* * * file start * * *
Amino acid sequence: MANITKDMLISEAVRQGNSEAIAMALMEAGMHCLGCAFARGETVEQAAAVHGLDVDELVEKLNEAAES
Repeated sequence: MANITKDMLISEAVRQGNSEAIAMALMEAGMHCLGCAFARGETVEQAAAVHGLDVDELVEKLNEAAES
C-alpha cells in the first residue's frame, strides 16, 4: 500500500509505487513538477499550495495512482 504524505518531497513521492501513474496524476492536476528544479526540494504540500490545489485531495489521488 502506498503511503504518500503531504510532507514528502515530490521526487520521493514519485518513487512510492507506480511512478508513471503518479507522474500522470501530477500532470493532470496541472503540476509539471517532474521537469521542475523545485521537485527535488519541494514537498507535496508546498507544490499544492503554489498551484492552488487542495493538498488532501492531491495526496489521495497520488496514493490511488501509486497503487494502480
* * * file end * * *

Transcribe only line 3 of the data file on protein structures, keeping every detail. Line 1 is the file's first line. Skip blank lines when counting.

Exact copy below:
C-alpha cells in the first residue's frame, strides 16, 4: 500500500509505487513538477499550495495512482 504524505518531497513521492501513474496524476492536476528544479526540494504540500490545489485531495489521488 502506498503511503504518500503531504510532507514528502515530490521526487520521493514519485518513487512510492507506480511512478508513471503518479507522474500522470501530477500532470493532470496541472503540476509539471517532474521537469521542475523545485521537485527535488519541494514537498507535496508546498507544490499544492503554489498551484492552488487542495493538498488532501492531491495526496489521495497520488496514493490511488501509486497503487494502480